Parenting books

New research from the University of Warwick suggests that 50 years of parenting books have just made mums feel like failures. Well, really. I don’t think we needed ‘research’ to tell us that. You can’t preach at people in a high-and-mighty hectoring tone, or insist they see the world from your point of view, and expect good results. You need tact and diplomacy. Persuasion is always better than coercion.

On another note, may I remind the residents of Fitton that any able-bodied person who insists on parking in the disabled bay outside Tesco Metro, whether or not she is carrying a giant handbag, may be publicly ‘named and shamed’ on this website. You have been warned.

Spoon-feeding makes babies fatter

What are we to make of the latest research from Nottingham University that spoon-feeding babies can lead to obesity? The idea seems to be that if you let babies grab hold of solid items like toast – rather than shovelling purées into their mouths – they are less likely to get fat.

I am, as you can imagine, all in favour of anything that teaches early lessons in self-discipline. But there is another important issue here that the national press seems to have entirely overlooked.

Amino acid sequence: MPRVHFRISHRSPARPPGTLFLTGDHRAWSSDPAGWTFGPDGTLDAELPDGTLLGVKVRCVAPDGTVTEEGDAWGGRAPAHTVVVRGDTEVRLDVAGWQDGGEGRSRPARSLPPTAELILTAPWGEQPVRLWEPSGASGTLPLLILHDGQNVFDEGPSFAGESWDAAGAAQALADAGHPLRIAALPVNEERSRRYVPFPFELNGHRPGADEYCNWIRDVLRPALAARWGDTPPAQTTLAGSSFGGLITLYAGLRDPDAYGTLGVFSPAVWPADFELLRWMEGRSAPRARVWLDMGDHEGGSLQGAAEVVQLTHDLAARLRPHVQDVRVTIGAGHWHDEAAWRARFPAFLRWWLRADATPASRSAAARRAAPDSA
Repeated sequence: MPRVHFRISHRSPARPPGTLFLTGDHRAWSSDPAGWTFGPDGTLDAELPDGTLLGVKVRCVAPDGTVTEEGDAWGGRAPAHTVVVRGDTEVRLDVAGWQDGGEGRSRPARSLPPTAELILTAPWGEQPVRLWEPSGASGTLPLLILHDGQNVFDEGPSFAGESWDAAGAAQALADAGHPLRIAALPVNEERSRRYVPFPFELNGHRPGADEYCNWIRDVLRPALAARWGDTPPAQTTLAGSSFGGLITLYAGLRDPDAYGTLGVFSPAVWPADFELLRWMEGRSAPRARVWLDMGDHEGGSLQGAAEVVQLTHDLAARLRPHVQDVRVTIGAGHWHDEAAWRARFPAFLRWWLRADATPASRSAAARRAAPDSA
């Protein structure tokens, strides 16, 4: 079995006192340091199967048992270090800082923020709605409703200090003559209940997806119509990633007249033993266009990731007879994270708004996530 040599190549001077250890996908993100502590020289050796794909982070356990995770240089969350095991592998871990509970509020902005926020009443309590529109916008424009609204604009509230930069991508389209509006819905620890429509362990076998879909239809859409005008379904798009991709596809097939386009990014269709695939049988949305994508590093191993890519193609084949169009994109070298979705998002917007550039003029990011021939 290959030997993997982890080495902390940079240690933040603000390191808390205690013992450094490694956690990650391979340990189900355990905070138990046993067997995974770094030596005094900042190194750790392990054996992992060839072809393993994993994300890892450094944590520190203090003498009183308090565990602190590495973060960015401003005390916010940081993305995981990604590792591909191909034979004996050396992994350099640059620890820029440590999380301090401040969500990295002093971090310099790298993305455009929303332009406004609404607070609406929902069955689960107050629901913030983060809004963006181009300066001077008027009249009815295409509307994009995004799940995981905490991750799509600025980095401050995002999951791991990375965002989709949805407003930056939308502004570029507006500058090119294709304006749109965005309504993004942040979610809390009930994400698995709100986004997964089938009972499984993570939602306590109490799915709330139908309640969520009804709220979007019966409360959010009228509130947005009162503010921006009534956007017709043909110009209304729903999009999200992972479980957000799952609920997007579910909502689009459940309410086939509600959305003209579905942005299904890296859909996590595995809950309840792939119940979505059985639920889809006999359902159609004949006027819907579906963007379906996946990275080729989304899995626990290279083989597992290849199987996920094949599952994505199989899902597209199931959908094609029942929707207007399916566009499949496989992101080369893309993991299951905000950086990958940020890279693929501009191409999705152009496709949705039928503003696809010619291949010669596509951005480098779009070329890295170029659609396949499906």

If you allow babies free rein to do what they like at mealtimes, there can be only one possible result. Chaos.

It is not pleasant to have to sponge down the whole kitchen because your infant has decided to experiment with the glue-like properties of ripe banana thrown at full tilt from a highchair. Even the more solid foodstuffs like celery and oatmeal biscuits can become a health hazard when allowed to decompose in a clandestine fashion under a table leg.

 (I have never quite forgotten those hours with dilute bleach after Berta decided to let Robin have a ‘hands-on’ experience with raspberry yoghurt.)

 In my opinion, independent eating is only ever advisable when all available surfaces have been covered in plastic sheeting and you yourself are wearing protective clothing.

 This is the trouble with ‘research’. It is so rarely practical.

(photo Clare Bloomfield)